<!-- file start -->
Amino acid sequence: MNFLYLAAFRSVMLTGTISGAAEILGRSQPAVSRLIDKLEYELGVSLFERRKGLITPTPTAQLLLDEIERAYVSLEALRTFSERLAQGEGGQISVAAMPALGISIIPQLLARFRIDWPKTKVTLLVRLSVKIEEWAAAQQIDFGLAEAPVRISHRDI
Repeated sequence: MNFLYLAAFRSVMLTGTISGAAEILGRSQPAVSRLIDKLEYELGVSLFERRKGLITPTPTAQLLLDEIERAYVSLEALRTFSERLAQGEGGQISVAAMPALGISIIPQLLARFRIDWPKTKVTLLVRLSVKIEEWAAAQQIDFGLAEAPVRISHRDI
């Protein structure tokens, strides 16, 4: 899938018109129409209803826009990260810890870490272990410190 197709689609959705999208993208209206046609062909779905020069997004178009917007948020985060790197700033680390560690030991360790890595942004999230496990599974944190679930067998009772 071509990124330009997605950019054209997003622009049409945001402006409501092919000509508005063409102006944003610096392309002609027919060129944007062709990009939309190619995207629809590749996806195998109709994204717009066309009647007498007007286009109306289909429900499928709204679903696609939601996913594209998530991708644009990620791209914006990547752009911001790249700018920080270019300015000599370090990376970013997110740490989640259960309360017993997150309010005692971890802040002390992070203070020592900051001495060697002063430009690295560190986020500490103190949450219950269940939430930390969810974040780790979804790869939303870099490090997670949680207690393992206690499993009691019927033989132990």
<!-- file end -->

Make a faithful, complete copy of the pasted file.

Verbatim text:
Amino acid sequence: MNFLYLAAFRSVMLTGTISGAAEILGRSQPAVSRLIDKLEYELGVSLFERRKGLITPTPTAQLLLDEIERAYVSLEALRTFSERLAQGEGGQISVAAMPALGISIIPQLLARFRIDWPKTKVTLLVRLSVKIEEWAAAQQIDFGLAEAPVRISHRDI
Repeated sequence: MNFLYLAAFRSVMLTGTISGAAEILGRSQPAVSRLIDKLEYELGVSLFERRKGLITPTPTAQLLLDEIERAYVSLEALRTFSERLAQGEGGQISVAAMPALGISIIPQLLARFRIDWPKTKVTLLVRLSVKIEEWAAAQQIDFGLAEAPVRISHRDI
């Protein structure tokens, strides 16, 4: 899938018109129409209803826009990260810890870490272990410190 197709689609959705999208993208209206046609062909779905020069997004178009917007948020985060790197700033680390560690030991360790890595942004999230496990599974944190679930067998009772 071509990124330009997605950019054209997003622009049409945001402006409501092919000509508005063409102006944003610096392309002609027919060129944007062709990009939309190619995207629809590749996806195998109709994204717009066309009647007498007007286009109306289909429900499928709204679903696609939601996913594209998530991708644009990620791209914006990547752009911001790249700018920080270019300015000599370090990376970013997110740490989640259960309360017993997150309010005692971890802040002390992070203070020592900051001495060697002063430009690295560190986020500490103190949450219950269940939430930390969810974040780790979804790869939303870099490090997670949680207690393992206690499993009691019927033989132990």